• Helping Our Children Have Healthy Body Images — Deb Chitwood at Living Montessori Now shares information about body image, and her now-adult daughter tells how she kept a healthy body image through years of ballet and competitive figure skating.
  • Namaste — Kat at Loving {Almost} Every Moment shares how at barely 6 years old, her daughter has begun to say, “I’m not beautiful.” And while it’s hard to listen to, she also sees it as a sign her daughter is building her self-image in a grassroots kind of way.
  • 3 Activities to Help Instill a Healthy Self-Image in Your Child — Explore the changing ideals of beauty, create positive affirmations, and design a self-image awareness collage. Dionna at Code Name: Mama shares these 3 ideas + a pretty affirmation graphic you can print and slip in your child’s lunchbox.
  • Beautiful, Inside and Out — It took a case of adult-onset acne for Kat of MomeeeZen to find out her parenting efforts have resulted in a daughter that is truly beautiful, inside and out.
  • Mirroring Positive Self Image for Toddlers — Shannon at GrowingSlower reflects on encouraging positive self image in even the youngest members of the family.
  • How I hope to instill a healthy body image in my two girls — Raising daughters with healthy body image in today’s society is no small task, but Xela at The Happy Hippie Homemaker shares how choosing our words carefully and being an example can help our children learn to love their bodies.
  • Self Image has to Come from WithinMomma Jorje shares all of the little things she does to encourage healthy attitudes in her children, but realizes she can’t give them their self images.
  • Protecting the Gift — JW from True Confessions of a Real Mommy wants you to stop thinking you need to boost your child up: they think they are wonderful all on their own.
  • Learning to Love Myself, for my Daughter — Michelle at Ramblings of Mitzy addresses her own poor self-image.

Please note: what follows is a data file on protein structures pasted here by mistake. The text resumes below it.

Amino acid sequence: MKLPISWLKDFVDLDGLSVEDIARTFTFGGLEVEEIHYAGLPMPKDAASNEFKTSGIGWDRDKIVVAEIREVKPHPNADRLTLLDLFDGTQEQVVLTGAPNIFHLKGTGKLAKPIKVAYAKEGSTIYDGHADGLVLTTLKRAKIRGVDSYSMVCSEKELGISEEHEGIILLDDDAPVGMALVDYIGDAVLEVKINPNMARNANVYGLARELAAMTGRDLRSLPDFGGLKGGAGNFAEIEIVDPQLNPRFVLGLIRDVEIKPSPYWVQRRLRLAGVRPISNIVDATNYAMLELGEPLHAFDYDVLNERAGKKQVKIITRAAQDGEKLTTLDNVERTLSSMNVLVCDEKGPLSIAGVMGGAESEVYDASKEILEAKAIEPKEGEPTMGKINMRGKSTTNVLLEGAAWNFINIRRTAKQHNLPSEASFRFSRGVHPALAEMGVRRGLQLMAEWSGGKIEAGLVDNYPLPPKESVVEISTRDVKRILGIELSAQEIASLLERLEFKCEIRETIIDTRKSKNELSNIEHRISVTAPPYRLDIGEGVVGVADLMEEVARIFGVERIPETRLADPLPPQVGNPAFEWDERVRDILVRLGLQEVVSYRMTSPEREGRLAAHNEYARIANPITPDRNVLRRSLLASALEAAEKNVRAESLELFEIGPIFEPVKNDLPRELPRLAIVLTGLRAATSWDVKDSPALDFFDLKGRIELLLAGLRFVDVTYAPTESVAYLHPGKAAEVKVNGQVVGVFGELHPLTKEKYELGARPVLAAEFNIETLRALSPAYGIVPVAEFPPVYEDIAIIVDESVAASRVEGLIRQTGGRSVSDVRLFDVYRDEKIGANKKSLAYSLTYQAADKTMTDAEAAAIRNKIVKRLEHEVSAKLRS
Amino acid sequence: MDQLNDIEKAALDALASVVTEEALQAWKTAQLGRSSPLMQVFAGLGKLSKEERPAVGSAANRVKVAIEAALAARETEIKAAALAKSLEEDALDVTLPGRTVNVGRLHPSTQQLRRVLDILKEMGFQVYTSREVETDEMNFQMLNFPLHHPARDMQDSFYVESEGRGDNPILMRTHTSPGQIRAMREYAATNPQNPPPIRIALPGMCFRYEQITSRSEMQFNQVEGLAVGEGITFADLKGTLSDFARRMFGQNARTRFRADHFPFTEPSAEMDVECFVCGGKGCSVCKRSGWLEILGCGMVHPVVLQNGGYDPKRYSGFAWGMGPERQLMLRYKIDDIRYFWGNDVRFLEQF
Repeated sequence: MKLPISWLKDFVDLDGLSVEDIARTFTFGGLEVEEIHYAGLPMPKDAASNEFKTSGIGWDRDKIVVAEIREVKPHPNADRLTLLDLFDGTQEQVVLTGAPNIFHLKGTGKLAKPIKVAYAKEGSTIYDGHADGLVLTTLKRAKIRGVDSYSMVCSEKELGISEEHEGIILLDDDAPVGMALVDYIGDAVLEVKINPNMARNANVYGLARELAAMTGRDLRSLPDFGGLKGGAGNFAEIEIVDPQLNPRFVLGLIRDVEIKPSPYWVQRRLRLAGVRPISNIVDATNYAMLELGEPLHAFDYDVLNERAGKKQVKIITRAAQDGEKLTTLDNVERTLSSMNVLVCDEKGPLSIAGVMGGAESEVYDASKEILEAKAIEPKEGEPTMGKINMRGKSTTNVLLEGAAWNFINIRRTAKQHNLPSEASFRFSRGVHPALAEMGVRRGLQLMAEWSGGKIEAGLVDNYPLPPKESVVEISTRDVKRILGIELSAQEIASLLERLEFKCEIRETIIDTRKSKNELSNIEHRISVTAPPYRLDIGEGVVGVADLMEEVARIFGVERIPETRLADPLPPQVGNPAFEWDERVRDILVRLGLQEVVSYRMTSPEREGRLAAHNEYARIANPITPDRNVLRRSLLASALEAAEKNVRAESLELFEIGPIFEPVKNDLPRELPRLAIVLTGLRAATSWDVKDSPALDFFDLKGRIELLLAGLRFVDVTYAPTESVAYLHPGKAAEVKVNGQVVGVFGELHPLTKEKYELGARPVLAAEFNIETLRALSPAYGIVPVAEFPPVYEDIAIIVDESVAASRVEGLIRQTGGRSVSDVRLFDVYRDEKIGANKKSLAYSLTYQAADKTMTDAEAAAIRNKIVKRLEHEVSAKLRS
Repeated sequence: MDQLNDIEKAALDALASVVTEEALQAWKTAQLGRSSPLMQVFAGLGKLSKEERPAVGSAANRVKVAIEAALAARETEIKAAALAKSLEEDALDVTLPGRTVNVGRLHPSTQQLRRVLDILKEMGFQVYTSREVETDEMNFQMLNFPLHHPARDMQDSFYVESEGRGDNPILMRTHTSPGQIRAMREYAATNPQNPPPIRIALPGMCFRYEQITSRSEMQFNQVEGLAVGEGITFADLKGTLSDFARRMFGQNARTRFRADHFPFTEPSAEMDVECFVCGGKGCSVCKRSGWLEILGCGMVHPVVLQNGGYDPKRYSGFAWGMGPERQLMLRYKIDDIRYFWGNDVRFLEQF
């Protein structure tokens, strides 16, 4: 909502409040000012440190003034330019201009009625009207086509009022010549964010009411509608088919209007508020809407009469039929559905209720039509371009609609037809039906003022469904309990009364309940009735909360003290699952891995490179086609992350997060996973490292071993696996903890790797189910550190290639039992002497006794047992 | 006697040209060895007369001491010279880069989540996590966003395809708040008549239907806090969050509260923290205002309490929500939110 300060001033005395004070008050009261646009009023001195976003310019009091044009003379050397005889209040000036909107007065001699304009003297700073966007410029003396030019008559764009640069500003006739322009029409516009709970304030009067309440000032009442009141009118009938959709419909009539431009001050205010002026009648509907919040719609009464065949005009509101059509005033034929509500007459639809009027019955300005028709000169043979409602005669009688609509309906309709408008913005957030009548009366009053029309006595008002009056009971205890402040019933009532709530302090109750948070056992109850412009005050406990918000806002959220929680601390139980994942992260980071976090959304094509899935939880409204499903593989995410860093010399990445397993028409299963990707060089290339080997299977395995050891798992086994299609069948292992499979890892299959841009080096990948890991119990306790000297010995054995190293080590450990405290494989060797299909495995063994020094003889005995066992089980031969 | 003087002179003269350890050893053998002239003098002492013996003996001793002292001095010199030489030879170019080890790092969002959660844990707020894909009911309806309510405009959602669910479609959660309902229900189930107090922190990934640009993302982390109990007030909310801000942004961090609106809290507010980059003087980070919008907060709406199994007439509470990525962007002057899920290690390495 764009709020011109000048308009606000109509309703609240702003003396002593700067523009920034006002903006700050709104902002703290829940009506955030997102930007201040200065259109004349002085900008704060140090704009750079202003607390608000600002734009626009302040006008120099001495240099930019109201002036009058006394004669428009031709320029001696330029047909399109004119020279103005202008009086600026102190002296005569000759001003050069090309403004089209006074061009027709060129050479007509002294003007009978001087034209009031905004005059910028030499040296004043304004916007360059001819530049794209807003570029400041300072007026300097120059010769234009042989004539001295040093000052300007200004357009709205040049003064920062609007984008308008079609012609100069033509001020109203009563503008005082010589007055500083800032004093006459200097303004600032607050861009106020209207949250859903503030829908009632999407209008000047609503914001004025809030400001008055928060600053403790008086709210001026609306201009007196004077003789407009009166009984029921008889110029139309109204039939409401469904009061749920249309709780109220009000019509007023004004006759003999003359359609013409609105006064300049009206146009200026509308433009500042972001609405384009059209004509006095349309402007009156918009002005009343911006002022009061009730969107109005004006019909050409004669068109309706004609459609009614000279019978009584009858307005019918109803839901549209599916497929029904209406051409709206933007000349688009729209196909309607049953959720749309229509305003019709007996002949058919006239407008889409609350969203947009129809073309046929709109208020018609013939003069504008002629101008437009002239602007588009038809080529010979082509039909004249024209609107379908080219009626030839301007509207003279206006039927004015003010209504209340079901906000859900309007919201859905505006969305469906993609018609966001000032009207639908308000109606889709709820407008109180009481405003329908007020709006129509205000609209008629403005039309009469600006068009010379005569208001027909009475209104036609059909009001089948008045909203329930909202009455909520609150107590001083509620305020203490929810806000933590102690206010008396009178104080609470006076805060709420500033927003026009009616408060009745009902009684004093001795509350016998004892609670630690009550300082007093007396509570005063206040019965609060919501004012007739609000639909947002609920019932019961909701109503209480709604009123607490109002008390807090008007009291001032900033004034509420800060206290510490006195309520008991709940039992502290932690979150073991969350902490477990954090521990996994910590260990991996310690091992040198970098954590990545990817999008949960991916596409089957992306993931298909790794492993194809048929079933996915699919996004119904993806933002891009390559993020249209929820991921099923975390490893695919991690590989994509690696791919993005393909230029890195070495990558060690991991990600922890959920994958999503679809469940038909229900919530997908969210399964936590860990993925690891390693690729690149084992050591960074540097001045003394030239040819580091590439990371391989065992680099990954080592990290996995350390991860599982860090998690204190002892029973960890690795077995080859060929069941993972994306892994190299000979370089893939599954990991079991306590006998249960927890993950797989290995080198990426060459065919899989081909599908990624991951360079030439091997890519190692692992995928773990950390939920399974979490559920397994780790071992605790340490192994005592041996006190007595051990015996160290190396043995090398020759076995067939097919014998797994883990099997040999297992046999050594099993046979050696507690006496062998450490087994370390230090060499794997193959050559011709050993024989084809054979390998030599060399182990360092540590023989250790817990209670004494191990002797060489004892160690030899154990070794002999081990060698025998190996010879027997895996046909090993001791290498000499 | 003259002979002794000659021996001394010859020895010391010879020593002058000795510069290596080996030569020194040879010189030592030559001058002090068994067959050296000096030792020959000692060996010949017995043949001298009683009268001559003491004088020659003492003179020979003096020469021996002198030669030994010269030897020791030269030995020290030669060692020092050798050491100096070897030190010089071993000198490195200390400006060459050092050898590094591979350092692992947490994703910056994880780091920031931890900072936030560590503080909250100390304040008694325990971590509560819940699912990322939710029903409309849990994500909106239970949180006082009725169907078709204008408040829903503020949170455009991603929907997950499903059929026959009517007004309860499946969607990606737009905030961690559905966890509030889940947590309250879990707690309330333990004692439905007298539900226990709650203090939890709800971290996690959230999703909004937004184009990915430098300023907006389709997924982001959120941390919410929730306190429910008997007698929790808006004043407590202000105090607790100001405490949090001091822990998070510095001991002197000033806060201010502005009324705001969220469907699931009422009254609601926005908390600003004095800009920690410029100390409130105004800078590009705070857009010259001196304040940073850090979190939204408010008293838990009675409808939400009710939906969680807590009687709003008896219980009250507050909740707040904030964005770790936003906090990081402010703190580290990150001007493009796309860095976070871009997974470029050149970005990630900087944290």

• Nurturing An Innate Sense of Self — Marisa at Deliberate Parenting shares her efforts to preserve the confidence and healthy sense of self they were born with.
  • Don’t You Love Me, Mommy?: Instilling Self-Esteem in Young Children After New Siblings Arrive — Jade at Seeing Through Jade Glass But Dimly hopes that her daughter will learn to value herself as an individual rather than just Momma’s baby
  • Exercising is FUN — Amy W. at Me, Mothering, and Making it All Work talks about modeling for her children that exercising is FUN and good for body and soul.
  • Poor Little Chicken — Kenna at A Million Tiny Things gets her feathers ruffled over her daughter’s clothing anxiety.
  • Loving the skin she’s in — Mama Pie at Downside Up and Outside In struggles with her little berry’s choice not to celebrate herself and her heritage.


24 Replies to “Self-esteem and all it’s pretty analogies”

  1. To me, the most powerful line of this beautiful post is this: “If you are real with your children, you can teach them to be real with themselves.” In my attempt to raise children with a healthy self-image, I sometimes felt like I had to be perfect. But my four children have humbled me like nothing else and shown me that using perfect as my “bar” only sets me up for failure and isn’t even an authentic representation of life or being a human. Instead, when I do fail, I ask for forgiveness. I try to keep it real. We talk about feelings – big ones, small ones, good ones, and untempered ones.

    A few other points your post inspired: As someone who suffered from both anorexia and bulimia, I also believe we have to learn to forgive others who have hurt us intentionally or not. Yes, as parents we have a huge responsibility to nurture our children in a loving, sensitive way and to fill them up, but we cannot always inoculate our children from every ounce of angst. If they do suffer or get hurt, we have to teach them to not harden their hearts, to believe in themselves despite the naysayers, and to let bitterness go. Personally, I was born with an eggshell ego. It was nothing my parents did or didn’t do – I would always be an affirmation junkie. There were boys who hurt me. There were media that disorted my body image. I’ve had to learn to rewrite these internal scripts that told me I wasn’t worthwhile if I didn’t look or act a certain way or weigh below some arbitrary number. I’m a work in progress. It’s important for my children to see this and know that I am working to seek affirmation in the right places – in my God, in being loved and loving others, and in myself – rather than turning to the mirror, scale, or even the number of hits after a blog post. 🙂